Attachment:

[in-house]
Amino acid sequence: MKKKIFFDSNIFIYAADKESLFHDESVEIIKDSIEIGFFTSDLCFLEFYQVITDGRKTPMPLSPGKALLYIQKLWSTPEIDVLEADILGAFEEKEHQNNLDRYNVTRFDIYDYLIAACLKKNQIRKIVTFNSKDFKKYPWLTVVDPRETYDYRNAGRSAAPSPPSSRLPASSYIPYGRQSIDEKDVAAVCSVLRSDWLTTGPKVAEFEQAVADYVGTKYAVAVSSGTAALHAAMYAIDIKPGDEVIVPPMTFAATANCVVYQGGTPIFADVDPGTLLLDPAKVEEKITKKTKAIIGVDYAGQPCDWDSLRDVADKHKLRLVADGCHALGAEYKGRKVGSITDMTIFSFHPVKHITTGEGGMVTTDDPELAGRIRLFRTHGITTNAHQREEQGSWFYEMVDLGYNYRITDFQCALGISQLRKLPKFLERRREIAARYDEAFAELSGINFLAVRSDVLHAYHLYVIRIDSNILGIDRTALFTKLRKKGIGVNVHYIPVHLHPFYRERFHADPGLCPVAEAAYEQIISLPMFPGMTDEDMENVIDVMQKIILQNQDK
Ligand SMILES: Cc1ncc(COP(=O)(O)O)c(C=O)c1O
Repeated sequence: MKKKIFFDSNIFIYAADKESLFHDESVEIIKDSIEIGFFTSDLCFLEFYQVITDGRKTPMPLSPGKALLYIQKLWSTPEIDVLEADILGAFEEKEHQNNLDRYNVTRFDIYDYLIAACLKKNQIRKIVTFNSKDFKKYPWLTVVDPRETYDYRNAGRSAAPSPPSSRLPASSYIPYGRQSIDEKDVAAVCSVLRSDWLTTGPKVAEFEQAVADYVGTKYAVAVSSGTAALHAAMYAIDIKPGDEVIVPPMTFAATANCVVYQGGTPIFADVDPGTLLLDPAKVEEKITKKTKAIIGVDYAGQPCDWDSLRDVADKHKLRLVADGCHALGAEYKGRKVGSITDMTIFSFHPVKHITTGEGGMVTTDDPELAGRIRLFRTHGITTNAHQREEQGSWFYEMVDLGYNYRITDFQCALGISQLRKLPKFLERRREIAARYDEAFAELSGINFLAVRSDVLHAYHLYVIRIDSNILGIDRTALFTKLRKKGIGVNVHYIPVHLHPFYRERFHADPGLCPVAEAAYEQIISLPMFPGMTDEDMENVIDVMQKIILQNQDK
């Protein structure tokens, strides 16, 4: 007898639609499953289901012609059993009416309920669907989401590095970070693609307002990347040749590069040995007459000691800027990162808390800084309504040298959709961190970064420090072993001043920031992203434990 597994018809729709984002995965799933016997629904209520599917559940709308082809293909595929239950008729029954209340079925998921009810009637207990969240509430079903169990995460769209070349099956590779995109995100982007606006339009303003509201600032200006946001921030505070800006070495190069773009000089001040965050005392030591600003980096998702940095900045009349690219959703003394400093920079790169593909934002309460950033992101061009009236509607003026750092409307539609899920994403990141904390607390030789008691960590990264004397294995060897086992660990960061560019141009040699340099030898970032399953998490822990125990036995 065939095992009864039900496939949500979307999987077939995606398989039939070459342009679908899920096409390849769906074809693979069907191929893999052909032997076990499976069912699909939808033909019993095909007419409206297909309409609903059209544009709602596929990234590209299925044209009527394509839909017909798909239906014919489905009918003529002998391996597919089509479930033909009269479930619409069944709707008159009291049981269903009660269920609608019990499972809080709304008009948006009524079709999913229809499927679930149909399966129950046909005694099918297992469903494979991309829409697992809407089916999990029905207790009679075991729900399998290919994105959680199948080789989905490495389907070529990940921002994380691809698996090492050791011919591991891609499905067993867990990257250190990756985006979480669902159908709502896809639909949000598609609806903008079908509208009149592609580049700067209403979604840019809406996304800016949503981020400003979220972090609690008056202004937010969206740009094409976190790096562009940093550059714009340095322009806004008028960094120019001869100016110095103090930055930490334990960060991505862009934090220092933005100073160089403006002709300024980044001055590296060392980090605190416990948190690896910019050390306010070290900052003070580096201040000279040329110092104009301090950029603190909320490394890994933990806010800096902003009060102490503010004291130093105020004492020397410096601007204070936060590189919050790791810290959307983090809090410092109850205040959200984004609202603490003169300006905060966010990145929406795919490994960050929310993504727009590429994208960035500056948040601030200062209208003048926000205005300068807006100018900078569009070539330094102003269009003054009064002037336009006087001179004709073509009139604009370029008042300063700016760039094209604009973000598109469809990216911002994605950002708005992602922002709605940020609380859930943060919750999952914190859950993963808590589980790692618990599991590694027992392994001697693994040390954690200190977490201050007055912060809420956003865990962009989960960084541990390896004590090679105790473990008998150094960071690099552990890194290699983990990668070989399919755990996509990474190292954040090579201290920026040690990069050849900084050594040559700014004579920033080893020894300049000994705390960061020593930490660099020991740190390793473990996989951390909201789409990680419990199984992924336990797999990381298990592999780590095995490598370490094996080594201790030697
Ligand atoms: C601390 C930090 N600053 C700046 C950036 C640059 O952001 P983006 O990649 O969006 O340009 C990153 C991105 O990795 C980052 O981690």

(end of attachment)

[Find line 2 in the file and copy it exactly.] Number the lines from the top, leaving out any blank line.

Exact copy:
Amino acid sequence: MKKKIFFDSNIFIYAADKESLFHDESVEIIKDSIEIGFFTSDLCFLEFYQVITDGRKTPMPLSPGKALLYIQKLWSTPEIDVLEADILGAFEEKEHQNNLDRYNVTRFDIYDYLIAACLKKNQIRKIVTFNSKDFKKYPWLTVVDPRETYDYRNAGRSAAPSPPSSRLPASSYIPYGRQSIDEKDVAAVCSVLRSDWLTTGPKVAEFEQAVADYVGTKYAVAVSSGTAALHAAMYAIDIKPGDEVIVPPMTFAATANCVVYQGGTPIFADVDPGTLLLDPAKVEEKITKKTKAIIGVDYAGQPCDWDSLRDVADKHKLRLVADGCHALGAEYKGRKVGSITDMTIFSFHPVKHITTGEGGMVTTDDPELAGRIRLFRTHGITTNAHQREEQGSWFYEMVDLGYNYRITDFQCALGISQLRKLPKFLERRREIAARYDEAFAELSGINFLAVRSDVLHAYHLYVIRIDSNILGIDRTALFTKLRKKGIGVNVHYIPVHLHPFYRERFHADPGLCPVAEAAYEQIISLPMFPGMTDEDMENVIDVMQKIILQNQDK